A beginner bassist's foray into the unknown

Coursera – DYM Lesson 6 videos (5)

The 5th video for the 6th, and final, lesson of Coursera’s online Developing Your Musicianship class is the last actual lesson video. The final one for the lesson is going to be the student ensemble performance, as usual.

5. Practicing What You Know and Moving Forward (4:00)

In his final video, Professor Russell opens by thanking us for joining him on this six-week journey and sends hope that all of the information that we learned will be applicable to our musical situations. One way to do this, he says, is by continuing to practice for 15 minutes every day. So, what should we practice? His suggestion is that we take everything that we did in the key of C and transpose it to another key. He reminds us that there are 12 keys, and they we started in the key of C because there are no sharps or flats. He then shows us the G major scale and tells us that there’s one sharp in the scale: F#.

Specific items he suggests practicing include:

  • The I, IV and V major & minor triads in the key of G (G, C, D)
  • 7th chords for the I and IV (G Maj7, C Maj7)
  • Dominant chords for the I, IV and V (G7, C7, D7)
  • The 735 voicing for the dominant chords
  • The minor pentatonic scale in G

After practicing in G, he suggests we take another key – maybe F, which has one flat in it. He also says that if we’d like to continue online studying, Berklee has a 12-week professor-led class we can consider. The difference between that class and this one is that it takes the information from this class to a much greater level of intensity, with more information and has access to the actual professor that’s teaching the class. I hope the person writing the subtitles is also more versed in English and music terms. He also says that if we’re interested in enrolling at Berklee, the coursework that we did here will help with that process. For those of us who are not going to enroll at Berklee, he recommends getting a private instructor who can keep us accountable to our musical studies and development.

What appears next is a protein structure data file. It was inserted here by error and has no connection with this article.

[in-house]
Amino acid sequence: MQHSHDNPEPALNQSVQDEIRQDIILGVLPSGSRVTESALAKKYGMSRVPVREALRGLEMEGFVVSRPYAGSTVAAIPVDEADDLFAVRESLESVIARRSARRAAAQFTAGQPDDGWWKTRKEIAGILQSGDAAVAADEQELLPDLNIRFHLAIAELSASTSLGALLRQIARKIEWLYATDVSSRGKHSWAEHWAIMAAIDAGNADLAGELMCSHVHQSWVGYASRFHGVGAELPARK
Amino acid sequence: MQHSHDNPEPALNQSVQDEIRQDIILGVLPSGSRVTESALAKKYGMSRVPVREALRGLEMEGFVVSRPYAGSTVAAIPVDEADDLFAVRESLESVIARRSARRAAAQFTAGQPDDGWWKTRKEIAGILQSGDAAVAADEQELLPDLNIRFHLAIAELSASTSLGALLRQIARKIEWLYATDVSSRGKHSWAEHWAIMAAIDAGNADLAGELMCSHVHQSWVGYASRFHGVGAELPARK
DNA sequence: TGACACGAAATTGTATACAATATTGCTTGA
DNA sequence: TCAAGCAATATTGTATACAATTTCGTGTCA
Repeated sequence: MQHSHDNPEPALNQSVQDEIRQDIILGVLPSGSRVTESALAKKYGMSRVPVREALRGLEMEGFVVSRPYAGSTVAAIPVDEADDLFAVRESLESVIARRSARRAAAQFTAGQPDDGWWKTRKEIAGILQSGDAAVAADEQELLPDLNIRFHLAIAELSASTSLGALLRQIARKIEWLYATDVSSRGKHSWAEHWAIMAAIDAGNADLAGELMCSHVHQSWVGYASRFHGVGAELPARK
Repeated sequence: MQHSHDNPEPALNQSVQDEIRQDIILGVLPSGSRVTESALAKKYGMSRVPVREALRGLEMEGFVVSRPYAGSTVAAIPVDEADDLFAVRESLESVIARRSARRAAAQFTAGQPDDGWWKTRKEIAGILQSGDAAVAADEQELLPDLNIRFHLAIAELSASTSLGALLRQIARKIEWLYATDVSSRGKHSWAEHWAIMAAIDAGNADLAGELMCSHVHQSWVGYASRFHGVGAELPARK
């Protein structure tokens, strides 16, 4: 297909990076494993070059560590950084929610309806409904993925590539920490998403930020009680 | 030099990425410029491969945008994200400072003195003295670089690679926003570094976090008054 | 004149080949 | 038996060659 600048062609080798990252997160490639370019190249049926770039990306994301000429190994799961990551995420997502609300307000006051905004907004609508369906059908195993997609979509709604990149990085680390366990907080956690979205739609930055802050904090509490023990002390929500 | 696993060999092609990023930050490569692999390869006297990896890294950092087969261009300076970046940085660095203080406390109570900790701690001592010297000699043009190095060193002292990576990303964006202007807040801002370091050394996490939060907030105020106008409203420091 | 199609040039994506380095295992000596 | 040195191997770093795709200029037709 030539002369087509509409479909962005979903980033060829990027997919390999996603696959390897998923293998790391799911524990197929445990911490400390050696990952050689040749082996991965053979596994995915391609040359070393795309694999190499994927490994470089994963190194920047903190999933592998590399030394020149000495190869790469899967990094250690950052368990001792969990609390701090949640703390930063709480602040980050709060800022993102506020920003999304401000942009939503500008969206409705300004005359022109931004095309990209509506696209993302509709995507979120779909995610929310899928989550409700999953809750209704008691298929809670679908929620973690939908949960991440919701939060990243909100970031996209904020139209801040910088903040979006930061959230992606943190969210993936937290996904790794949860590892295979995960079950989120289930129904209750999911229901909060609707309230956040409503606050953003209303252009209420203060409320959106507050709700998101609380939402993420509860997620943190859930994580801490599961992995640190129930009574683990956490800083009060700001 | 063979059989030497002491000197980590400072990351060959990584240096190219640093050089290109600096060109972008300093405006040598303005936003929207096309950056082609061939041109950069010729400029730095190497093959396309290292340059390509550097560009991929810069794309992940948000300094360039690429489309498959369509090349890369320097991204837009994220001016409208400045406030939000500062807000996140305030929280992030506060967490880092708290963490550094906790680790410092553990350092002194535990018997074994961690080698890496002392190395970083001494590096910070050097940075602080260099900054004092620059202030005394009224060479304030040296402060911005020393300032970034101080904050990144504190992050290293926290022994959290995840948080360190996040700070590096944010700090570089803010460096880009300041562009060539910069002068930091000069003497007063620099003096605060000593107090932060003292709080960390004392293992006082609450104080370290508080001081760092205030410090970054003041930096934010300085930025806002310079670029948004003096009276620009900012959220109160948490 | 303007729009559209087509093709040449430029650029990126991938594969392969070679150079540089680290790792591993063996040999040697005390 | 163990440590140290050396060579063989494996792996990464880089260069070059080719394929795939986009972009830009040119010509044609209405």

F major scale

F major scale

Like before, some of the errors made by the person writing the subtitles are either worthy of a Darwin award, or were purposely included to confuse foreign students. Here are a few snippets which really should never have seen the light of day:

Provided  subtitle: What was actually said:
Minor pin and time scale Minor pentatonic scale
Why F because F has one flag in in it. Why F? Because, F has one flat in it.
The course work that we did here will definitely age you in that process The coursework that we did here will definitely aid you in that process
Now, go work on your riff loops Now, go work on your riff blues

That ends the class. As mentioned, we have one video left – the student performance. There’s also a quiz and the homework assignment, which was to compose a riff blues song – not a rift blues or riff loops, or anything else the last video misconveyed. Overall, the information was good as a starting point, but it definitely has to be coupled with further research on the student’s part. I’m absolutely certain that new students will get confused and lost. There was a lot of that happening on the message forums. There are a lot of free music theory websites and videos on Youtube though, which can probably close the gaps here. Ok. Onward and upward.

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One response

  1. Pingback: Coursera – Developing Your Musicianship Lesson 6 | Ugly Bass Face

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